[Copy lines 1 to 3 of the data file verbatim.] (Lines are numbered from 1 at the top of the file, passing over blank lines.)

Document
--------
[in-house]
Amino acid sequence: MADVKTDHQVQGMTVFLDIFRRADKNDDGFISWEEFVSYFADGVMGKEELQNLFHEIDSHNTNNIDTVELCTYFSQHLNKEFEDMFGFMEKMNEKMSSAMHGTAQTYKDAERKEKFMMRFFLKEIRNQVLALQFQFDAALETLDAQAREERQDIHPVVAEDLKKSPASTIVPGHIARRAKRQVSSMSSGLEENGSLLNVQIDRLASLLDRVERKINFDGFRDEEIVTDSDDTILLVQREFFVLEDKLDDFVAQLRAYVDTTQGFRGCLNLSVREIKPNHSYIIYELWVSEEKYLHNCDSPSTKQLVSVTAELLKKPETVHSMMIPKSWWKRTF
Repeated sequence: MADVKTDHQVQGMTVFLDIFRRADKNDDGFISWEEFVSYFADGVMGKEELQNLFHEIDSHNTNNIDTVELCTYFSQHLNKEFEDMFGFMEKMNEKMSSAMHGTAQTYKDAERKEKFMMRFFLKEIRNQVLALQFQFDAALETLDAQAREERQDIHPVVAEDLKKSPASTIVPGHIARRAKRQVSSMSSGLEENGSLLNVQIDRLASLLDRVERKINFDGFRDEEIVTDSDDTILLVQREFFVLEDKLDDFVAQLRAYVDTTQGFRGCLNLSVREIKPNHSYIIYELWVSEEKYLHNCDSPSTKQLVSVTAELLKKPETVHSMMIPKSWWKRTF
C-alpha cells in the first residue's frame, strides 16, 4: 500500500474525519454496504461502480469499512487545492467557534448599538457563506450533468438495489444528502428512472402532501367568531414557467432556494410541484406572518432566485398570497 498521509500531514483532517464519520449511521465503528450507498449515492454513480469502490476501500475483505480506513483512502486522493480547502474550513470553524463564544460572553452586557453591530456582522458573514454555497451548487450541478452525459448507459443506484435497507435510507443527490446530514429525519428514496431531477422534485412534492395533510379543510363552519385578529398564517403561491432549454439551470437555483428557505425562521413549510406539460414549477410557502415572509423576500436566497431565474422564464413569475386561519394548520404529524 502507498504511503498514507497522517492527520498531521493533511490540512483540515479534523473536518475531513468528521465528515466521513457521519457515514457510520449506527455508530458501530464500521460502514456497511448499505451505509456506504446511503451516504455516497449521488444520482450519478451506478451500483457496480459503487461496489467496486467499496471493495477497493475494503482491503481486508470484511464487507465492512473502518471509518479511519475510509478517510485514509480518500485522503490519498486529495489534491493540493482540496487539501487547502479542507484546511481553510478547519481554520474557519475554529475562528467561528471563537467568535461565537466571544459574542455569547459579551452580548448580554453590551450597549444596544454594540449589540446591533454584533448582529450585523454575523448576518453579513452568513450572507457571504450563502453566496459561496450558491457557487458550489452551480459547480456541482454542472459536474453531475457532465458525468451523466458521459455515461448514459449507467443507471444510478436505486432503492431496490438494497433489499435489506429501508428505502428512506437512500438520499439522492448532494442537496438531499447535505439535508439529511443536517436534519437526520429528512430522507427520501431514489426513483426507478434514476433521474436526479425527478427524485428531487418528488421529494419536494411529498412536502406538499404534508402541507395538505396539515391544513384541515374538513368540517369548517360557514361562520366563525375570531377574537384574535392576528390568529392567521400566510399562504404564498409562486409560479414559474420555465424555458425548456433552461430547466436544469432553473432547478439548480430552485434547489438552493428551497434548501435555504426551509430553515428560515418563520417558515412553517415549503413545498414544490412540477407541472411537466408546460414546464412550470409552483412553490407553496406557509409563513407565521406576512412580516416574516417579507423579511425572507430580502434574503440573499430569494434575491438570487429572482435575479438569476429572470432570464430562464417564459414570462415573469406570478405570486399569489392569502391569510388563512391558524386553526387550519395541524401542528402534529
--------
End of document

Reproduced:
[in-house]
Amino acid sequence: MADVKTDHQVQGMTVFLDIFRRADKNDDGFISWEEFVSYFADGVMGKEELQNLFHEIDSHNTNNIDTVELCTYFSQHLNKEFEDMFGFMEKMNEKMSSAMHGTAQTYKDAERKEKFMMRFFLKEIRNQVLALQFQFDAALETLDAQAREERQDIHPVVAEDLKKSPASTIVPGHIARRAKRQVSSMSSGLEENGSLLNVQIDRLASLLDRVERKINFDGFRDEEIVTDSDDTILLVQREFFVLEDKLDDFVAQLRAYVDTTQGFRGCLNLSVREIKPNHSYIIYELWVSEEKYLHNCDSPSTKQLVSVTAELLKKPETVHSMMIPKSWWKRTF
Repeated sequence: MADVKTDHQVQGMTVFLDIFRRADKNDDGFISWEEFVSYFADGVMGKEELQNLFHEIDSHNTNNIDTVELCTYFSQHLNKEFEDMFGFMEKMNEKMSSAMHGTAQTYKDAERKEKFMMRFFLKEIRNQVLALQFQFDAALETLDAQAREERQDIHPVVAEDLKKSPASTIVPGHIARRAKRQVSSMSSGLEENGSLLNVQIDRLASLLDRVERKINFDGFRDEEIVTDSDDTILLVQREFFVLEDKLDDFVAQLRAYVDTTQGFRGCLNLSVREIKPNHSYIIYELWVSEEKYLHNCDSPSTKQLVSVTAELLKKPETVHSMMIPKSWWKRTF